Because companies hire all at once, they compete first for the students of the better schools because they tend to have “better” students. This puts more pressure on high school students, because if you can get into a good university you’re more likely to get a good job, even if you don’t do much studying once you get there. This system also makes university students join companies earlier. If you wait too long, there are fewer of these finite jobs left remaining. To put it bluntly, students really feel like they need to get a job during this shinsotsu-ikkatsu-saiyou period. If they don’t, they’ll find it very difficult to find ideal work. They even lose their advantage for the next year, because companies focus on fresh graduates, not one-year-old meat.

The Unwritten Rules Of Job-Hunting In Japan


Already, you can see there is a lot of pressure on students to get a job, with a lot of rules and order to go along with it. It doesn’t stop there, though. A huge list of “unwritten rules” exists for these students too. If you don’t do these things, it’s more unlikely that you’ll be able to get a job. Just in terms of your looks there’s a huge list you need to follow.


  • Should be short enough for the ears to show and be combed neatly (men).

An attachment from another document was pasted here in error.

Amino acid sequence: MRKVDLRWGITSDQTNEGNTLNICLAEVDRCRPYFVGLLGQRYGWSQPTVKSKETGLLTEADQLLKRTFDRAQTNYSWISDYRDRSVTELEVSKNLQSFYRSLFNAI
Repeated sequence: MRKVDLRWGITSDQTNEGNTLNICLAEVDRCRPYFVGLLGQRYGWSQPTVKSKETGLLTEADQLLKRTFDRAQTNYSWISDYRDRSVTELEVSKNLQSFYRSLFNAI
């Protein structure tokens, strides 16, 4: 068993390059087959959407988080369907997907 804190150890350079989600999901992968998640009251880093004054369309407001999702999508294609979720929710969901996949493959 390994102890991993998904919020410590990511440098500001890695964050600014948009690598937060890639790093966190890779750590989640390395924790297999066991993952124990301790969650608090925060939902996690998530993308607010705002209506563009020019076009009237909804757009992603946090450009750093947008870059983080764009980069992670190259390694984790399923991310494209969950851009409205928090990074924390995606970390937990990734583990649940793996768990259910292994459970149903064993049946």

• The ears should show and be combed or tied neatly (women).
  • It has to be clean.
  • It shouldn’t be dyed.

Mustache / Beard


  • You should wear a typical dark suit appropriate for a job interview.
  • A single suit with two buttons is better than a double suit.
  • The top button must be fastened.
  • The shirt must be white.
  • The necktie should be simple.
  • There should be a neat crease in the trousers.
  • The color of socks should be a similar color to the suit.


  • They must be simple and the color should be black or brown.
  • They must be polished well.


  • It should be simple and not flashy.
  • It’s better not to use perfume.


  • Nails must be cut nicely.
  • It’s better not to put on nail polish.


  • It’s better not to wear them.


  • Must be simple and not flashy.

Women’s Clothing

  • It should be a typical dark suit appropriate for a job interview.
  • Black, dark blue, or gray is safe.
  • If it’s a skirt, it must not be too short.
  • A white shirt is safe.
  • The pantyhose must not have a run.

Women’s Shoes

  • They must be a simple pair of pumps.
  • Their color should match the color of the suit.
  • The heels shouldn’t be too high.
  • They must be polished well.

Despite being “unwritten rules”, a lot of people think they are very important (and many of these people are on the hiring end of the table). If you don’t do all these things you’re less likely to get hired, and with lifetime employment still “a thing” in Japan, you want to get the best job that you can as early as you can. That or risk living at home in your parent’s shrine playing Pokémon cards for the rest of your life.

The Japanese Job Hunting Suit